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Original message (posted by rayonline5555)
Ariel..I hope you are suitably proud that your ancester was one of the first inhabitants of our village....Do you still have any connections with Stubshaw Cross by any chance? Heyes has always been a local name .....
Mills states that Shaw is an old english local slang name fo scaega which was a nordic name for a copse or a run of thickets significantly placed around a field to enclose animals ...this ties in perfectly with my findings of why Launder chose the two stubshaws to gift to the poor of ashton as a place where they could collectively keep their sheep and cattle in a safe place in 1630.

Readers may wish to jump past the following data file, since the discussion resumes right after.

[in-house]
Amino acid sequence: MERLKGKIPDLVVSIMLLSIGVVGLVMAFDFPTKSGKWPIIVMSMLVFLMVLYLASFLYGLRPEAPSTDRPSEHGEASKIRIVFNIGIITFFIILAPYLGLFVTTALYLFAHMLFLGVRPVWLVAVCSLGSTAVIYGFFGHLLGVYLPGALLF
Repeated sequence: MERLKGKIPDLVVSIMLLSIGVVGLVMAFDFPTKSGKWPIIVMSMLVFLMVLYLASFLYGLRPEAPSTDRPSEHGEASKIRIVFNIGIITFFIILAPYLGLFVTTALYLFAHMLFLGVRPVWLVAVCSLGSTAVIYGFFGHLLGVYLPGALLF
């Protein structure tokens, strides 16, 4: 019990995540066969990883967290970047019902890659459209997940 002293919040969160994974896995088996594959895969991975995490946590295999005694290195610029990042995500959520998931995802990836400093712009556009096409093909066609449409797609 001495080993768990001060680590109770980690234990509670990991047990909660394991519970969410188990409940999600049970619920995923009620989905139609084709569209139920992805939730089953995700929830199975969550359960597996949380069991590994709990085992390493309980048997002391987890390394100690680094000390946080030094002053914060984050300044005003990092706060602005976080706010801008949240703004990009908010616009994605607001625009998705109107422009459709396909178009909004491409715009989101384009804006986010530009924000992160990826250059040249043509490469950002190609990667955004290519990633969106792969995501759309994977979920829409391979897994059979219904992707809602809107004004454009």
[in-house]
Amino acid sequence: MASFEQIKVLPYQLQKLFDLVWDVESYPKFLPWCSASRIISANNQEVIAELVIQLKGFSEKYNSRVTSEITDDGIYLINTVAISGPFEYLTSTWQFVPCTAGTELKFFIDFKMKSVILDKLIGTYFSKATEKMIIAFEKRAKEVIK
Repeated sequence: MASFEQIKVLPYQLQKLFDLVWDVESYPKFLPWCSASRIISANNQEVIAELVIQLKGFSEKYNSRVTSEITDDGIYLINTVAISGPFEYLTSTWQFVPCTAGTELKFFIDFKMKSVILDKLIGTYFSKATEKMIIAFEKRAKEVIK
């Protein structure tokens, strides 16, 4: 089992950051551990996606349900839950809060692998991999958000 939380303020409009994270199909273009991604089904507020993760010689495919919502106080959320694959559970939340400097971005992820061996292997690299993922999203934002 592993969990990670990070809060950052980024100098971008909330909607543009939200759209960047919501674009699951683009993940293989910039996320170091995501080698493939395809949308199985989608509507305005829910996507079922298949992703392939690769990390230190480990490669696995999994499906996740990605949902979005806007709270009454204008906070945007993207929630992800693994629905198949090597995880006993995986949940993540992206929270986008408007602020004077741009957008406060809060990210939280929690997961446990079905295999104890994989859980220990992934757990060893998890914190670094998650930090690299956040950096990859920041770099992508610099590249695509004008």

My book will show the lead up to that event and indeed the aftermath....And as you say, He had to put the cross where it is as a signpost because if he hadn`t have done noone would have known that the field existed.....If you can look at an old english dictionary you will find that a `cruciate` is described as `a cross shaped signpost` and is a much more common sight as people realise....If you interested in helping me with my book you would be most welcome....
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